Dealing with acne at any age is an uphill battle, and sometimes finding skin care for acne-prone skin makes the hill feel even steeper. There are a handful of different types of acne: cystic acne, hormonal breakouts, blackheads, closed comedones, and whiteheads, and each has a myriad of triggers. That’s why it’s key to find a dermatologist that can get to the root of your acne and come up with solutions to clear it up.
Here we break down advice from dermatologists and include the best skin-care products for acne-prone skin to build your new regimen. We’ve included cleansers, serums, SPF, pimple patches, and more from brands like CeraVe, Neutrogena, Tatcha, Glow Recipe, and La Roche-Posay. You’ll see products at every price point, including plenty of drugstore picks so that you can put your best skin forward without spending your whole paycheck.
When looking for facial cleansers for acne-prone skin, there are two breakout-fighting active ingredients to consider: salicylic acid, a beta-hydroxy acid (or BHA); and benzoyl peroxide, an anti-microbial agent that works to kill bacteria. Benjamin Marks, MD, a dermatologist at Northwestern Medicine Glenview Outpatient Center, recommends a salicylic acid face wash for one wash of the day and a benzoyl peroxide wash for the other for best results.
However, you could opt for a gentler formula without active acne-fighting ingredients, especially if you already have a potent acne treatment regimen through serums, exfoliants, or prescription topicals (like tretinoin or Accutane). Other helpful ingredients are vitamin C, an antioxidant that brightens post-acne dark spots and scars over time, and niacinamide, which works to even out skin tone and texture. Peptides and ceramides are super for protecting the skin barrier, and calming botanicals like chamomile, aloe, and green tea can soothe redness and irritation.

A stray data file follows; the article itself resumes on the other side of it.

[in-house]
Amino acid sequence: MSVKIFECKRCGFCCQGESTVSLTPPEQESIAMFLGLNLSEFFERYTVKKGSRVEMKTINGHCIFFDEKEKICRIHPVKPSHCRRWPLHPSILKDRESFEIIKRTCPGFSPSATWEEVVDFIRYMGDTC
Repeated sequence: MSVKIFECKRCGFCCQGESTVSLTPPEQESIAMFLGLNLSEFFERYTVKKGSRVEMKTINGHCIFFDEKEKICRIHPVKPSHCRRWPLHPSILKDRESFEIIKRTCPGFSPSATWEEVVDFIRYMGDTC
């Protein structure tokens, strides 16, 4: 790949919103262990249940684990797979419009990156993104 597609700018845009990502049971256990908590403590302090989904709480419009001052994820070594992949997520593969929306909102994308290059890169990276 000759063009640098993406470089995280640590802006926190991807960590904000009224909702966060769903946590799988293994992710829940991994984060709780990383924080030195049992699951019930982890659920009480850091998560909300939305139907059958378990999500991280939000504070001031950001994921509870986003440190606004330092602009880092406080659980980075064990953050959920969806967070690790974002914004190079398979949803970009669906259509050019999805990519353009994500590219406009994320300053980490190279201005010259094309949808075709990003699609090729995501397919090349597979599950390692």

When it comes to texture, keep your skin type in mind. “For oily skin, I usually recommend a foaming cleanser,” board-certified dermatologist Prince Adotama, MD, assistant professor at the NYU Grossman School of Medicine, previously told SELF. “If your skin is on the dryer side, a gentle hydrating cleanser is preferred.”
Exfoliants and Scrubs
There are two kinds of exfoliants: physical and chemical. Physical exfoliants use ingredients like jojoba beads, sugar, or coffee to actually scrub the skin. Chemical exfoliants like glycolic, lactic, mandelic, and citric acids (aka AHAs) “are gentle superficial acids that can exfoliate your skin enzymatically,” David Kim, MD, MS, cosmetic dermatologist at Idriss Dermatology in New York City, previously told SELF. Exfoliants can help acne because they increase cell turnover, clearing the pores from gunk and revealing smoother, brighter skin. Derms have a few recommendations when implementing exfoliants into your routine. First, start by using them just once or twice per week. Chemical exfoliants can be used more often after your skin builds tolerance, but physical exfoliants should be used sparingly.